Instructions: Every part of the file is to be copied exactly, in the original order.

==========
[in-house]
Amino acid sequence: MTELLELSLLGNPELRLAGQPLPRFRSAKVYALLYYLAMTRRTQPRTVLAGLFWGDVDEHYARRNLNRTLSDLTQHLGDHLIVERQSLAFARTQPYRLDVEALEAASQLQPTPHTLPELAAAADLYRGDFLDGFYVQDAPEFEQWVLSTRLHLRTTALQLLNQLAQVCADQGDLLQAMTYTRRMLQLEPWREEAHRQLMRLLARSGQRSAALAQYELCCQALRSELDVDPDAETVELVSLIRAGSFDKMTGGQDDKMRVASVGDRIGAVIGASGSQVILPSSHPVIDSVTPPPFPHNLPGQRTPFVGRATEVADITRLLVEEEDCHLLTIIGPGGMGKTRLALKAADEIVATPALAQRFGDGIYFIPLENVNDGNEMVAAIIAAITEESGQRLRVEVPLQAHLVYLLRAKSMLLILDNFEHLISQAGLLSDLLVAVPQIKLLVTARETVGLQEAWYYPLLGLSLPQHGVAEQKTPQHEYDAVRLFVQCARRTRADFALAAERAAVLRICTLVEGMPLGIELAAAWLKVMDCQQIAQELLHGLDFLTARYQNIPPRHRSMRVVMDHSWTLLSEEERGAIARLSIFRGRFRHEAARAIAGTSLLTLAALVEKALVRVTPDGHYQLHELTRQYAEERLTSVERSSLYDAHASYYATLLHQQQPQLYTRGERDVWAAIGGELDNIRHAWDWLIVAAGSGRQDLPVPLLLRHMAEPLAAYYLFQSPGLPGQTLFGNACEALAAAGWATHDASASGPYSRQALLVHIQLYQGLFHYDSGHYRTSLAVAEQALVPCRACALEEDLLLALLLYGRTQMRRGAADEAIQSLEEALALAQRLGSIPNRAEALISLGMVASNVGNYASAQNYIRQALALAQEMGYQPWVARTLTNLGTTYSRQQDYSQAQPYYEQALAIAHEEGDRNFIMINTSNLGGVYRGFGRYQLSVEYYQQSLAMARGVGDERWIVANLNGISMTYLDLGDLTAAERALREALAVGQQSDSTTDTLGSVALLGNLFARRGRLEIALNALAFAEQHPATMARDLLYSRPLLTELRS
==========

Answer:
[in-house]
Amino acid sequence: MTELLELSLLGNPELRLAGQPLPRFRSAKVYALLYYLAMTRRTQPRTVLAGLFWGDVDEHYARRNLNRTLSDLTQHLGDHLIVERQSLAFARTQPYRLDVEALEAASQLQPTPHTLPELAAAADLYRGDFLDGFYVQDAPEFEQWVLSTRLHLRTTALQLLNQLAQVCADQGDLLQAMTYTRRMLQLEPWREEAHRQLMRLLARSGQRSAALAQYELCCQALRSELDVDPDAETVELVSLIRAGSFDKMTGGQDDKMRVASVGDRIGAVIGASGSQVILPSSHPVIDSVTPPPFPHNLPGQRTPFVGRATEVADITRLLVEEEDCHLLTIIGPGGMGKTRLALKAADEIVATPALAQRFGDGIYFIPLENVNDGNEMVAAIIAAITEESGQRLRVEVPLQAHLVYLLRAKSMLLILDNFEHLISQAGLLSDLLVAVPQIKLLVTARETVGLQEAWYYPLLGLSLPQHGVAEQKTPQHEYDAVRLFVQCARRTRADFALAAERAAVLRICTLVEGMPLGIELAAAWLKVMDCQQIAQELLHGLDFLTARYQNIPPRHRSMRVVMDHSWTLLSEEERGAIARLSIFRGRFRHEAARAIAGTSLLTLAALVEKALVRVTPDGHYQLHELTRQYAEERLTSVERSSLYDAHASYYATLLHQQQPQLYTRGERDVWAAIGGELDNIRHAWDWLIVAAGSGRQDLPVPLLLRHMAEPLAAYYLFQSPGLPGQTLFGNACEALAAAGWATHDASASGPYSRQALLVHIQLYQGLFHYDSGHYRTSLAVAEQALVPCRACALEEDLLLALLLYGRTQMRRGAADEAIQSLEEALALAQRLGSIPNRAEALISLGMVASNVGNYASAQNYIRQALALAQEMGYQPWVARTLTNLGTTYSRQQDYSQAQPYYEQALAIAHEEGDRNFIMINTSNLGGVYRGFGRYQLSVEYYQQSLAMARGVGDERWIVANLNGISMTYLDLGDLTAAERALREALAVGQQSDSTTDTLGSVALLGNLFARRGRLEIALNALAFAEQHPATMARDLLYSRPLLTELRS